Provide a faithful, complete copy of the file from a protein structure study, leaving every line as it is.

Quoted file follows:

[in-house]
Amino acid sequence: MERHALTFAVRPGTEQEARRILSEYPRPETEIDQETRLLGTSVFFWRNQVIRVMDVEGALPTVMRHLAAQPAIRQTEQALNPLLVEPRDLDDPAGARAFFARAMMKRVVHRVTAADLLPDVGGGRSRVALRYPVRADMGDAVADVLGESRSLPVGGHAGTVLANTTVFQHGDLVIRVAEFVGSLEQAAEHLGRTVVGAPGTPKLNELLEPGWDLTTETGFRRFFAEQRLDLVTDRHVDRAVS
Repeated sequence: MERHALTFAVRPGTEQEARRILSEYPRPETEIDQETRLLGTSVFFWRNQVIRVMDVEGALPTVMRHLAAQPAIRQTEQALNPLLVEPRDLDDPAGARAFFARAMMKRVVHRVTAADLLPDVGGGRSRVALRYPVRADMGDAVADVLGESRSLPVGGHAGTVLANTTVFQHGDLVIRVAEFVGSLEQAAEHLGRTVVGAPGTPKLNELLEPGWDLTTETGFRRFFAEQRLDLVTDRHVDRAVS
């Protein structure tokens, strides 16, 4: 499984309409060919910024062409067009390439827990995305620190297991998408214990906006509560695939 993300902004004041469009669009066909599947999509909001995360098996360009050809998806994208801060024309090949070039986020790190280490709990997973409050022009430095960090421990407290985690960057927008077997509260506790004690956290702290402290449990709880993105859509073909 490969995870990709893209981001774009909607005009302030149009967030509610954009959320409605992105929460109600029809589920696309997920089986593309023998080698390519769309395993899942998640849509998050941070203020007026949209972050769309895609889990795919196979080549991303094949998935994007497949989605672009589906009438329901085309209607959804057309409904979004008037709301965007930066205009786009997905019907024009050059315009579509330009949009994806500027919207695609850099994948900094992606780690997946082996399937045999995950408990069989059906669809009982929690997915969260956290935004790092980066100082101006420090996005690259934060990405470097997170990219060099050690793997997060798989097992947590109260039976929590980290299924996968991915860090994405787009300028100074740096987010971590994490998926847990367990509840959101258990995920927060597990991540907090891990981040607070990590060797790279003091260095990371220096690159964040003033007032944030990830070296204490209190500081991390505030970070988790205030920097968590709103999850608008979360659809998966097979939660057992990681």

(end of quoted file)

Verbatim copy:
[in-house]
Amino acid sequence: MERHALTFAVRPGTEQEARRILSEYPRPETEIDQETRLLGTSVFFWRNQVIRVMDVEGALPTVMRHLAAQPAIRQTEQALNPLLVEPRDLDDPAGARAFFARAMMKRVVHRVTAADLLPDVGGGRSRVALRYPVRADMGDAVADVLGESRSLPVGGHAGTVLANTTVFQHGDLVIRVAEFVGSLEQAAEHLGRTVVGAPGTPKLNELLEPGWDLTTETGFRRFFAEQRLDLVTDRHVDRAVS
Repeated sequence: MERHALTFAVRPGTEQEARRILSEYPRPETEIDQETRLLGTSVFFWRNQVIRVMDVEGALPTVMRHLAAQPAIRQTEQALNPLLVEPRDLDDPAGARAFFARAMMKRVVHRVTAADLLPDVGGGRSRVALRYPVRADMGDAVADVLGESRSLPVGGHAGTVLANTTVFQHGDLVIRVAEFVGSLEQAAEHLGRTVVGAPGTPKLNELLEPGWDLTTETGFRRFFAEQRLDLVTDRHVDRAVS
């Protein structure tokens, strides 16, 4: 499984309409060919910024062409067009390439827990995305620190297991998408214990906006509560695939 993300902004004041469009669009066909599947999509909001995360098996360009050809998806994208801060024309090949070039986020790190280490709990997973409050022009430095960090421990407290985690960057927008077997509260506790004690956290702290402290449990709880993105859509073909 490969995870990709893209981001774009909607005009302030149009967030509610954009959320409605992105929460109600029809589920696309997920089986593309023998080698390519769309395993899942998640849509998050941070203020007026949209972050769309895609889990795919196979080549991303094949998935994007497949989605672009589906009438329901085309209607959804057309409904979004008037709301965007930066205009786009997905019907024009050059315009579509330009949009994806500027919207695609850099994948900094992606780690997946082996399937045999995950408990069989059906669809009982929690997915969260956290935004790092980066100082101006420090996005690259934060990405470097997170990219060099050690793997997060798989097992947590109260039976929590980290299924996968991915860090994405787009300028100074740096987010971590994490998926847990367990509840959101258990995920927060597990991540907090891990981040607070990590060797790279003091260095990371220096690159964040003033007032944030990830070296204490209190500081991390505030970070988790205030920097968590709103999850608008979360659809998966097979939660057992990681």